Chateau de Compiègne

Compiègne, a palace for those who don’t want to go back to Versailles

Today, the mome-raths decided to show me a palace outside of Paris. But since their paths are never predictable, they didn’t lead me to Versailles. Just 80 km from the Capital, in fact, it’s possible to explore, just in a day, another wonder: The Château de Compiègne guarantees royal atmospheres and wonderful gardens, with fewer tourists and fewer selfie-sticks.

Chateau de Compiègne

Exploring this box of histories was long and engaging, and I’ll try to give you just some appetizers of the tidbits you could find here.

The old medieval manor of Compiègne, at the beginning of 1700, could flaunt an enviable position, on the brink of an enormous forest, but its gloomy demodées walls couldn’t appeal to a king with a classical taste like Louis XV (1710-1774).

Louis-Michel van Loo, a portrait of Louis XV.

His Majesty usually resided at Versailles, and he had decided to use Compiégne, and so it had to be transformed to make him feel at home. Said and done: after years of refurbishment, the old manor changed into something quite different, upgraded to the classical taste of the times.

Facciata Chateau de Compiègne
Château de Compiègne’s façade opening on the gardens: classical, tidy, clean, just as Louis XV liked.



Sala delle Colonne Compiègne
Louis XV’s Gallery of Columns was used as a welcoming hall, and it’s a masterpiece of order, rhythm, and uniformity, in theme with the classic fashion of the time.

The royal couple that came after him, Louis XVI (1754-1793) and Marie-Antoinette (1770-1793), left their mark in the following years, especially in the hall decorations. After it is known, the French Revolution decided to implement a “democratizing” policy, so to speak, on the aristocratic manors of the entire nation. Therefore, the sovereigns’ furniture was ransacked or sold.

It was Napoleon I who restored the palace’s splendor. The halls were transformed according to the new aesthetics the Emperor wanted to promote, mimicking ancient Rome and Greece, a sort of the brand that would be known as “Empire style”.

Sala da Ballo Compiègne
Ballroom built by order of Napoleon I in record time: the building started at the end of 1809 and they ended in spring 1810.
Sala da pranzo Compiègne
Napoleon, I transformed the ex-waiting room of the Royal Apartments in a dining room, preserving part of the 1700s decor, but simplifying the ensemble with that touch of classic he couldn’t renounce to. The table is interesting: it’s composed of 4 rectangular and 2 semi-circular pieces, and it allows to change the disposition of the places however needed. To the guests’ amusement, in this room was often assembled a temporary theatre, a much-beloved tradition that was maintained even under Napoleon III, as their illustrious guests remember in their memoirs.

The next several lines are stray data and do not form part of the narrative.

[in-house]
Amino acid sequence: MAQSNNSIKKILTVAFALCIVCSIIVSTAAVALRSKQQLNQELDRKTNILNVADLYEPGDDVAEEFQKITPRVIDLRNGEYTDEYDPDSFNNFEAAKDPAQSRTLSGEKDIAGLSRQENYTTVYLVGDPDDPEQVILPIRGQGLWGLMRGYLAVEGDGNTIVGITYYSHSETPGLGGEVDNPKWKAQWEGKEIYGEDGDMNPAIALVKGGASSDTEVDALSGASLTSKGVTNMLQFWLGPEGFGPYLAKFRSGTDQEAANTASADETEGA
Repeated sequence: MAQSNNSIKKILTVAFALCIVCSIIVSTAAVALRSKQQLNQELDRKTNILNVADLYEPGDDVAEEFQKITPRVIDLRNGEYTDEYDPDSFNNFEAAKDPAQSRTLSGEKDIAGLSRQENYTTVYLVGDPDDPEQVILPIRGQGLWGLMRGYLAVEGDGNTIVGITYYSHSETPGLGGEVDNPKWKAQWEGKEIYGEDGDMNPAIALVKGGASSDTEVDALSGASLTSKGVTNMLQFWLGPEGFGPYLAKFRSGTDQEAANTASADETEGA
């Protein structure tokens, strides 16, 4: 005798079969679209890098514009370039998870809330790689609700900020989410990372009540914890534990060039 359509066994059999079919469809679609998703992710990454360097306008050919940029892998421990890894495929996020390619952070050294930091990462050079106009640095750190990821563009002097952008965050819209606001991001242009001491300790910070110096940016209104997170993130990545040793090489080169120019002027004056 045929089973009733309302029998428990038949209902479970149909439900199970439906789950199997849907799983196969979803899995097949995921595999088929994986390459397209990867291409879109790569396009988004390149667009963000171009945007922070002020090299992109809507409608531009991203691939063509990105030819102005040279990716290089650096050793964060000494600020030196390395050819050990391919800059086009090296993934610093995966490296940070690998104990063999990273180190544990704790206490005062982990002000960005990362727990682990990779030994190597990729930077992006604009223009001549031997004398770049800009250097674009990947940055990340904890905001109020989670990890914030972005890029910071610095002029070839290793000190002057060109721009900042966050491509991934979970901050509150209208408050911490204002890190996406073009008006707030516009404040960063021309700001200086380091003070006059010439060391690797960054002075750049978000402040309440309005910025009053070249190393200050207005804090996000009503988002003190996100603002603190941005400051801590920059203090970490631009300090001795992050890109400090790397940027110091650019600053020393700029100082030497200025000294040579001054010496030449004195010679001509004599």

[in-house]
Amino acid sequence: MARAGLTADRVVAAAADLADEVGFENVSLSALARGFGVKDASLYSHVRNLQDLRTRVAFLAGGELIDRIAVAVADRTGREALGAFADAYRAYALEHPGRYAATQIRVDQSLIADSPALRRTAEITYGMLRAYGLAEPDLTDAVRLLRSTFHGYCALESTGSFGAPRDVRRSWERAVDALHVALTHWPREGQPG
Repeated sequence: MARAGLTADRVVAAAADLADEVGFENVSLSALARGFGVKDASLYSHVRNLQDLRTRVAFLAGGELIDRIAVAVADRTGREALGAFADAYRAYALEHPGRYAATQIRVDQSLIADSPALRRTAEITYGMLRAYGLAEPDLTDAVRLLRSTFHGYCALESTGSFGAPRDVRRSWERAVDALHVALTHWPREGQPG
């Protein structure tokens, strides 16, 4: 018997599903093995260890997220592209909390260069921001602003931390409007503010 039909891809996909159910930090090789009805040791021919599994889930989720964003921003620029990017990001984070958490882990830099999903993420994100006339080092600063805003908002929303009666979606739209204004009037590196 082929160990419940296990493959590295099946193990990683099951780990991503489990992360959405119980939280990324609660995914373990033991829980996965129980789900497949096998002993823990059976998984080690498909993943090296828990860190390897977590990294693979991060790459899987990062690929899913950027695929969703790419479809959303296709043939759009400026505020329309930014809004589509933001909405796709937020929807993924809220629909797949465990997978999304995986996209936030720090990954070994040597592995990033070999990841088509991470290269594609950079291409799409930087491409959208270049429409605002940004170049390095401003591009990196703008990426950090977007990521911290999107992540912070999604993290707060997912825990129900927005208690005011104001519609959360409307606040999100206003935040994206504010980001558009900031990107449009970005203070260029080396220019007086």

Coppie imperiali a Compiègne
Two couples, two empires: the ones who enjoyed the wonders of Compiègne for longer were uncle and nephew with their consorts. (First Napoleon Empire: 1804-1815; Second Napoleon III Empire: 1852-1870).


Napoleon’s nephew, Napoleon III turned the palace of Compiègne an imperial palace, central to the court life and, consequently, they had to confirm the rooms to host a great number of guests.

Every fall, the so-called séries (‘series’) of guests were summoned to Compiégne, a mix of eighty high-profile personalities, accurately selected together with Empress Eugénie. There was the diplomatic series (of which the famous Countess of Castiglione was a member), the military, the artistic, the fashionable and, ultimately, the aristocratic. Every series lived in Compiégne for four days, plus arrival and departure days. During their stay, everyone could admire the opulence of the Second Empire, sharing the intimacy of court life, between hunting, games, balls, shows, and concerts. A perfect representation of the frenetic, stressful lazing about or, to be precise, “keeping occupied” of the Second Empire’s elite, in a nutshell.


Giardini Compiègne
Gardens, seen from the castle.
Salone da tè dell'imperatrice
In this sitting room, Empress Eugénie de Montille welcomed her more intimate and selected friends.

Passionate admirer of the Queen of France Marie-Antoinette, Empress Eugénie furnished her own tea room in Compiégne with chinas from the XVIII century, according to right to the taste of Her Majesty. The chairs came from the Saint-Cloud cabinet of the famous queen. They were stuffed so they would be more comfortable and they joined the contemporary furniture of a more bourgeois taste, creating one of the more famous interior designs of the time.


In the Castle, we can find two museums you can’t miss out on. Apart from the classical tour of the rooms, there’s the Car Museum and the Museum of the Second Empire, where you could admire the famous painting of the most fashionable portraitist of the time, I talked about him in another article, Winterhalter, who painted Empress Eugénie with her ladies in waiting. (1855)

Winterhalter Compiègne
“He knows me so well I don’t even have to do a sitting” said Eugénie about Franz Xaver Winterhalter; to learn more read”Winterhalter, the beaurifying painter.”

I absolutely recommend a visit to Compiégne. If you get there early, you could be so lucky to find its halls almost empty, as I did, and be able to take a few spins in the ballroom…(Visit the site of the Chateau de Compiègne here).